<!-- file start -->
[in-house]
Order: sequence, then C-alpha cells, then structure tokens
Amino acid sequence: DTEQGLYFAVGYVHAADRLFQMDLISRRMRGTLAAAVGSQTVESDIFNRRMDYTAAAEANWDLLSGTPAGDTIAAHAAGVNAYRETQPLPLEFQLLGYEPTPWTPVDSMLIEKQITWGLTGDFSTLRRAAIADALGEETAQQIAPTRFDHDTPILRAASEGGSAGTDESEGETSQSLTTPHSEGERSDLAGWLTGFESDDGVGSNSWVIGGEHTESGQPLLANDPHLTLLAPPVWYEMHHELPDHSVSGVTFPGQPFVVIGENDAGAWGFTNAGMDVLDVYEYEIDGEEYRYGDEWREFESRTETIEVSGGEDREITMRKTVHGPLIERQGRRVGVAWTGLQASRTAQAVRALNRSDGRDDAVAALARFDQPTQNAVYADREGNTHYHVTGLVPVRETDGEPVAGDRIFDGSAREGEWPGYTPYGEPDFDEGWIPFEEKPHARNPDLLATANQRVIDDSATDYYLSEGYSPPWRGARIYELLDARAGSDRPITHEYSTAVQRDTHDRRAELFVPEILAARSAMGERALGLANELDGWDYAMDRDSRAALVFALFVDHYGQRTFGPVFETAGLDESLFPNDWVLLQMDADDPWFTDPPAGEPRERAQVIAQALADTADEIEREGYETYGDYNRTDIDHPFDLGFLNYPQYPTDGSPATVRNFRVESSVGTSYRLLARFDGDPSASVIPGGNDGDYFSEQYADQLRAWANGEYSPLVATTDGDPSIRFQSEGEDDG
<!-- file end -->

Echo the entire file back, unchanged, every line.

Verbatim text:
[in-house]
Order: sequence, then C-alpha cells, then structure tokens
Amino acid sequence: DTEQGLYFAVGYVHAADRLFQMDLISRRMRGTLAAAVGSQTVESDIFNRRMDYTAAAEANWDLLSGTPAGDTIAAHAAGVNAYRETQPLPLEFQLLGYEPTPWTPVDSMLIEKQITWGLTGDFSTLRRAAIADALGEETAQQIAPTRFDHDTPILRAASEGGSAGTDESEGETSQSLTTPHSEGERSDLAGWLTGFESDDGVGSNSWVIGGEHTESGQPLLANDPHLTLLAPPVWYEMHHELPDHSVSGVTFPGQPFVVIGENDAGAWGFTNAGMDVLDVYEYEIDGEEYRYGDEWREFESRTETIEVSGGEDREITMRKTVHGPLIERQGRRVGVAWTGLQASRTAQAVRALNRSDGRDDAVAALARFDQPTQNAVYADREGNTHYHVTGLVPVRETDGEPVAGDRIFDGSAREGEWPGYTPYGEPDFDEGWIPFEEKPHARNPDLLATANQRVIDDSATDYYLSEGYSPPWRGARIYELLDARAGSDRPITHEYSTAVQRDTHDRRAELFVPEILAARSAMGERALGLANELDGWDYAMDRDSRAALVFALFVDHYGQRTFGPVFETAGLDESLFPNDWVLLQMDADDPWFTDPPAGEPRERAQVIAQALADTADEIEREGYETYGDYNRTDIDHPFDLGFLNYPQYPTDGSPATVRNFRVESSVGTSYRLLARFDGDPSASVIPGGNDGDYFSEQYADQLRAWANGEYSPLVATTDGDPSIRFQSEGEDDG